Accurate and reliable intraoperative neuronavigation is crucial for achieving maximal safe resection of brain tumors. Intraoperative MRI (iMRI) has received significant attention as the next step in improving navigation. However, the immense cost and logistical challenge of iMRI precludes implementation in most centers worldwide. In comparison, intraoperative ultrasound (ioUS) is an affordable tool, easily incorporated into existing theatre infrastructure, and operative workflow. Historically, ultrasound has been perceived as difficult to learn and standardize, with poor, artifact-prone image quality. However, ioUS has dramatically evolved over the last decade, with vast improvements in image quality and well-integrated navigation tools. Advanced techniques, such as contrast-enhanced ultrasound (CEUS), have also matured and moved from the research field into actual clinical use. In this review, we provide a comprehensive and pragmatic guide to ioUS. A suggested protocol to facilitate learning ioUS and improve standardization is provided, and an outline of common artifacts and methods to minimize them given. The review also includes an update of advanced techniques and how they can be incorporated into clinical practice.
Background Whole breast irradiation (WBI) after conservative surgery for ductal carcinoma in situ (DCIS) reduces local recurrence. We investigated whether a tumour bed boost after WBI improved outcomes, and examined radiation dose fractionation sensitivity for non-low-risk DCIS. Methods The study was an international, randomised, unmasked, phase 3 trial involving 136 participating centres of six clinical trials organisations in 11 countries (Australia, New Zealand, Singapore, Canada, the Netherlands, Belgium, France, Switzerland, Italy, Ireland, and the UK). Eligible patients were women aged 18 years or older with unilateral, histologically proven, non-low-risk DCIS treated by breast-conserving surgery with at least 1 mm of clear radial resection margins. They were assigned to one of four groups (1:1:1:1) of no tumour bed boost versus boost after conventional versus hypofractionated WBI, or randomly assigned to one of two groups (1:1) of no boost versus boost after each centre prespecified conventional or hypofractionated WBI. The conventional WBI used was 50 Gy in 25 fractions, and hypofractionated WBI was 42·5 Gy in 16 fractions. A boost dose of 16 Gy in eight fractions, if allocated, was delivered after WBI. Patients and clinicians were not masked to treatment allocation. The primary endpoint was time to local recurrence. This trial is registered with ClinicalTrials.gov (NCT00470236). Findings Between June 25, 2007, and June 30, 2014, 1608 patients were randomly assigned to have no boost (805 patients) or boost (803 patients). Conventional WBI was given to 831 patients, and hypofractionated WBI was given to 777 patients. Median follow-up was 6·6 years. The 5-year free-from-local-recurrence rates were 92·7% (95% CI 90·6–94·4%) in the no-boost group and 97·1% (95·6–98·1%) in the boost group (hazard ratio 0·47; 0·31–0·72; p<0·001). The boost group had higher rates of grade 2 or higher breast pain (10% [8–12%] vs 14% [12–17%], p=0·003) and induration (6% [5–8%] vs 14% [11–16%], p<0·001). Interpretation In patients with resected non-low-risk DCIS, a tumour bed boost after WBI reduced local recurrence with an increase in grade 2 or greater toxicity. The results provide the first randomised trial data to support the use of boost radiation after postoperative WBI in these patients to improve local control. The international scale of the study supports the generalisability of the results. Funding National Health and Medical Research Council of Australia, Susan G Komen for the Cure, Breast Cancer Now, OncoSuisse, Dutch Cancer Society, Canadian Cancer Trials Group.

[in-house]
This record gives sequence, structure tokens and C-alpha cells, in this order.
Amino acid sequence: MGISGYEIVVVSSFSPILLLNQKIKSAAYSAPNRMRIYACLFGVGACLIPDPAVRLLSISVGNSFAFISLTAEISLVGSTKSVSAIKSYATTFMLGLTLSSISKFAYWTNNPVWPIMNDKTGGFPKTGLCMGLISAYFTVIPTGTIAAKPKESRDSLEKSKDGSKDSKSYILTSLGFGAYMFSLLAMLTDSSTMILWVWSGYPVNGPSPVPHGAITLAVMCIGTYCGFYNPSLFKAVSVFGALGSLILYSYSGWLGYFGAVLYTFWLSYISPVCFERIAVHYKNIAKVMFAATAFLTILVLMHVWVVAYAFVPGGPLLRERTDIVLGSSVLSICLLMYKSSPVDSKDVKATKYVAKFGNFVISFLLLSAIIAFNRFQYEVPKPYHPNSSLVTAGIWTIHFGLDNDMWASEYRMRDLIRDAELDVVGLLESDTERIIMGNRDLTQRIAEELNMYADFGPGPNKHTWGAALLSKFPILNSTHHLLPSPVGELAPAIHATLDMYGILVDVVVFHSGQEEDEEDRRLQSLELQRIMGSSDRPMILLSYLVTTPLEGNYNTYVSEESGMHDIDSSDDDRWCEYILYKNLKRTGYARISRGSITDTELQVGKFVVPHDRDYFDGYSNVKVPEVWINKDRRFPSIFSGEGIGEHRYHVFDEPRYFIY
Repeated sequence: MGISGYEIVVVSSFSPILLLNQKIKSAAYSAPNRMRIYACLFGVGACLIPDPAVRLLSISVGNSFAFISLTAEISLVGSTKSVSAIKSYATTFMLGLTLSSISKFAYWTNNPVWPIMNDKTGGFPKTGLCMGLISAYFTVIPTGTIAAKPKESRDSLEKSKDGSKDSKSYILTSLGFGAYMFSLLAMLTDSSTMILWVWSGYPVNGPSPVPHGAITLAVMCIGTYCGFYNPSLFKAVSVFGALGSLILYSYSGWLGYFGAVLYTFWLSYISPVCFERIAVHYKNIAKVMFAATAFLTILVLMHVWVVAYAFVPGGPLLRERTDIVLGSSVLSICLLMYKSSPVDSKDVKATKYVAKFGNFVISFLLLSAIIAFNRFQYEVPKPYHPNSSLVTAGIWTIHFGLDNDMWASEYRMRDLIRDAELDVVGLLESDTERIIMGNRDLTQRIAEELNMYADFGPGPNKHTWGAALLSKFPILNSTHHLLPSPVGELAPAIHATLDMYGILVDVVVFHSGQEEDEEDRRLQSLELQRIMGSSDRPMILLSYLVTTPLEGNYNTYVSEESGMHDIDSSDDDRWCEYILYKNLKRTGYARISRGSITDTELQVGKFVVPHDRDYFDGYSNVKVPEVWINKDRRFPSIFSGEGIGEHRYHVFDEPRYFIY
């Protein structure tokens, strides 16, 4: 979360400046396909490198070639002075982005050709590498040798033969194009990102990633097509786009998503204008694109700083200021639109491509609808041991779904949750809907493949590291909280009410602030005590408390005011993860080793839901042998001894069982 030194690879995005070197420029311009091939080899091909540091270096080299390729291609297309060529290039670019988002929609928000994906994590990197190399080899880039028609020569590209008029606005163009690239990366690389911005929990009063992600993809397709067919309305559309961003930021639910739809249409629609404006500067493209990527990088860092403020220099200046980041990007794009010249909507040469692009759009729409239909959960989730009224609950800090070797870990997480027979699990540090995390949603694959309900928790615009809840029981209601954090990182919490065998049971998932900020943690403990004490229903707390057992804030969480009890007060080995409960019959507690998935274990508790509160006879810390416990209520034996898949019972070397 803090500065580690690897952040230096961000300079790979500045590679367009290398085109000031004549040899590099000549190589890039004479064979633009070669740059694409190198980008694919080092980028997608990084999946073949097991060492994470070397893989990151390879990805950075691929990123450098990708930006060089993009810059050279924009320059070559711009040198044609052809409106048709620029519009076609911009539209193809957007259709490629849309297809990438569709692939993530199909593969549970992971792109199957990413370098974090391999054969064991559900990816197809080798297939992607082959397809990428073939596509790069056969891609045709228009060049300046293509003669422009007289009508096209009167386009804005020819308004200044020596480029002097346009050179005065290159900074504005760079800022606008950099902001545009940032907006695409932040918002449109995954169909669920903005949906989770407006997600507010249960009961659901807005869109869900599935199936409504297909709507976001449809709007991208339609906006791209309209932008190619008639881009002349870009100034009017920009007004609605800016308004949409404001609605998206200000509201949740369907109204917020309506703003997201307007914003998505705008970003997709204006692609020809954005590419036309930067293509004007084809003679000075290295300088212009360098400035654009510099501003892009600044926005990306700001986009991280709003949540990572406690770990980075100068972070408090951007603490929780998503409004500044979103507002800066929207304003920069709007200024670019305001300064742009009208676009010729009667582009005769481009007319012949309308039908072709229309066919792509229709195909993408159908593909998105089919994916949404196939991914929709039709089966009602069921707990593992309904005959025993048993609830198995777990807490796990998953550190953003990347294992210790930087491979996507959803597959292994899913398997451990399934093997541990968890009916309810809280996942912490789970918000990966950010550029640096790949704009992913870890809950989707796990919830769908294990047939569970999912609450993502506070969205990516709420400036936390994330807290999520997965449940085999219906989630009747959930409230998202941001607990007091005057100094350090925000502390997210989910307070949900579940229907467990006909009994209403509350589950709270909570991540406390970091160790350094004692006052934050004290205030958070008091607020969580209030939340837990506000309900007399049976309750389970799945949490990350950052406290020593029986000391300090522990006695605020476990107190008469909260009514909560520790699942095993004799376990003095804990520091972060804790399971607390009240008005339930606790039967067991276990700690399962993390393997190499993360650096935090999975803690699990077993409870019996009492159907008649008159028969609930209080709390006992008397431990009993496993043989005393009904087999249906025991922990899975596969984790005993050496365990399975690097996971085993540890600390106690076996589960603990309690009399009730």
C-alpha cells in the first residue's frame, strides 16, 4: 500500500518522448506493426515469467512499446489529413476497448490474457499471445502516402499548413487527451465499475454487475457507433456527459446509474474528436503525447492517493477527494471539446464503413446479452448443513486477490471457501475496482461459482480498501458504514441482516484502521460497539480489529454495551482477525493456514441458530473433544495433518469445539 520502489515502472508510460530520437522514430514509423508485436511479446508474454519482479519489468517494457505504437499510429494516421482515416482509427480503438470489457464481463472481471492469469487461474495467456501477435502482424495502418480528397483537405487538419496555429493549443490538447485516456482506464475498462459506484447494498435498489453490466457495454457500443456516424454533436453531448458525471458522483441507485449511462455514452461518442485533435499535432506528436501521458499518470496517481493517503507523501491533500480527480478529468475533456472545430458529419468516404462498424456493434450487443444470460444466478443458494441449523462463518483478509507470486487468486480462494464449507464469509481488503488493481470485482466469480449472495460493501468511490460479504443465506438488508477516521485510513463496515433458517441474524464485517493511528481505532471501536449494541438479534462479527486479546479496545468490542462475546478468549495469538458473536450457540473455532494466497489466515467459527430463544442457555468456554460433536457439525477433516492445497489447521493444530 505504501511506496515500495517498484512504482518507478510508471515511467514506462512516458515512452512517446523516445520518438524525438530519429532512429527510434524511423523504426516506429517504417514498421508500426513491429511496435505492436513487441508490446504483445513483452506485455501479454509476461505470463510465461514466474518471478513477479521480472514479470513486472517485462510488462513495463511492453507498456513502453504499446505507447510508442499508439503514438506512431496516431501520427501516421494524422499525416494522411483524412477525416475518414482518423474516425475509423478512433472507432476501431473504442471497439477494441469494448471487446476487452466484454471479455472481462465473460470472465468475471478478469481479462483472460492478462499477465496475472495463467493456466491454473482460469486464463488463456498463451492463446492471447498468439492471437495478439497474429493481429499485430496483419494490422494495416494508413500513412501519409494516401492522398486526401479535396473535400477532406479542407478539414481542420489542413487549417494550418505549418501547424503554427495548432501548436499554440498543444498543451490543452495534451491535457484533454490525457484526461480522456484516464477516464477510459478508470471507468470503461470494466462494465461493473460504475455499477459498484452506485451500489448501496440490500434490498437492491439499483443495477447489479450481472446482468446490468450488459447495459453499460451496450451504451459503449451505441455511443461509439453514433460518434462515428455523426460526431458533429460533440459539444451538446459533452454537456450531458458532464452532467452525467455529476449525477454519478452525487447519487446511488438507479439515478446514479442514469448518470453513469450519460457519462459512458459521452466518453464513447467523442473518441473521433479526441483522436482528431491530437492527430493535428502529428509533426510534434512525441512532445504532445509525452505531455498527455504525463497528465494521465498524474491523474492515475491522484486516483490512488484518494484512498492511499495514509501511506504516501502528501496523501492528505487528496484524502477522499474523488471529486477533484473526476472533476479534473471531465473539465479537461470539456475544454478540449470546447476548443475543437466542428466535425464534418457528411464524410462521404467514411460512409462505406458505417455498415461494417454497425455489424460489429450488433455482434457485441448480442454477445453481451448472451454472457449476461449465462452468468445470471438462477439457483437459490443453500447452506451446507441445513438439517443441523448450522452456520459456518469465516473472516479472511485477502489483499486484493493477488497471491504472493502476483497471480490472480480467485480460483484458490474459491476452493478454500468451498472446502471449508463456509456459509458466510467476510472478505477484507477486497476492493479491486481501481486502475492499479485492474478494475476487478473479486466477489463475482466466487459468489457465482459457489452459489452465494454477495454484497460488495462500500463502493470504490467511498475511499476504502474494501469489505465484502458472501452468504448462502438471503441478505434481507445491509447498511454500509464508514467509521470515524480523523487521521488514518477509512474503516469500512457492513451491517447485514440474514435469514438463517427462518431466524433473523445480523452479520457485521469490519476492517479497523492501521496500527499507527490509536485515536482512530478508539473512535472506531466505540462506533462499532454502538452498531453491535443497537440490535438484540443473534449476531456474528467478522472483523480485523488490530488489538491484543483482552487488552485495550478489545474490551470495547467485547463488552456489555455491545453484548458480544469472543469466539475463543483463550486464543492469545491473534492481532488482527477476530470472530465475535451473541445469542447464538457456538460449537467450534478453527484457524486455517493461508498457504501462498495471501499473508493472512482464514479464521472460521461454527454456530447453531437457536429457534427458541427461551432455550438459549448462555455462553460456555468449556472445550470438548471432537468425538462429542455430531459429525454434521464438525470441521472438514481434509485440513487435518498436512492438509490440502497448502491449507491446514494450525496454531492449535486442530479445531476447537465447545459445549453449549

Background STAMPEDE previously reported adding upfront docetaxel improved overall survival for prostate cancer patients starting long-term androgen deprivation therapy (ADT). We report long-term results for non-metastatic patients using, as primary outcome, metastatic progression-free survival (mPFS), an externally-demonstrated surrogate for overall survival. Methods Standard-of-care (SOC) was ADT+/-radical prostate radiotherapy (RT). 460 SOC and 230 SOC+Doc were randomized 2:1. Standard survival methods and intention-to-treat were used. Treatment effect estimates were summarized from adjusted Cox regression models, switching to restricted mean survival time (RMST) if non-proportional (non-PH) hazards. mPFS (new metastases, skeletal-related events or prostate cancer death) had 70% power (α = 0.05) for HR = 0.70. Secondary outcome measures included overall survival, failure-free survival (FFS) and progression-free survival (PFS: mPFS, locoregional progression). Results Median follow-up was 6.5 yr with 142 mPFS events on SOC (3 yr and 54% increases over previous report). There was no good evidence of an advantage to SOC+Doc on mPFS (HR = 0.89, 95%CI : 0.66–1.19, P = .43); with 5 yr mPFS 82% (95%CI : 78%–87%) SOC+Doc vs. 77% (95%CI : 73%–81%) SOC. Secondary outcomes showed evidence SOC+Doc improved FFS (HR = 0.70, 95%CI 0.55–0.88, P = .002) and PFS (non-PH P = .033, RMST difference = 5.8 m, 95%CI : 0.5–11.2, P = .031), but no good evidence of overall survival benefit (125 SOC deaths; HR = 0.88, 95%CI : 0.64–1.21, P = .442). There was no evidence SOC+Doc increased late toxicity: post-1yr, 29% SOC and 30% SOC+Doc G3-5 toxicity. Conclusions There is robust evidence SOC+Doc improved FFS and PFS (previously shown to increase Quality-Adjusted-Life-Years), without excess late toxicity, which did not translates into benefit for longer-term outcomes. This may influence patient management in individual cases. Trial identification NCT00268476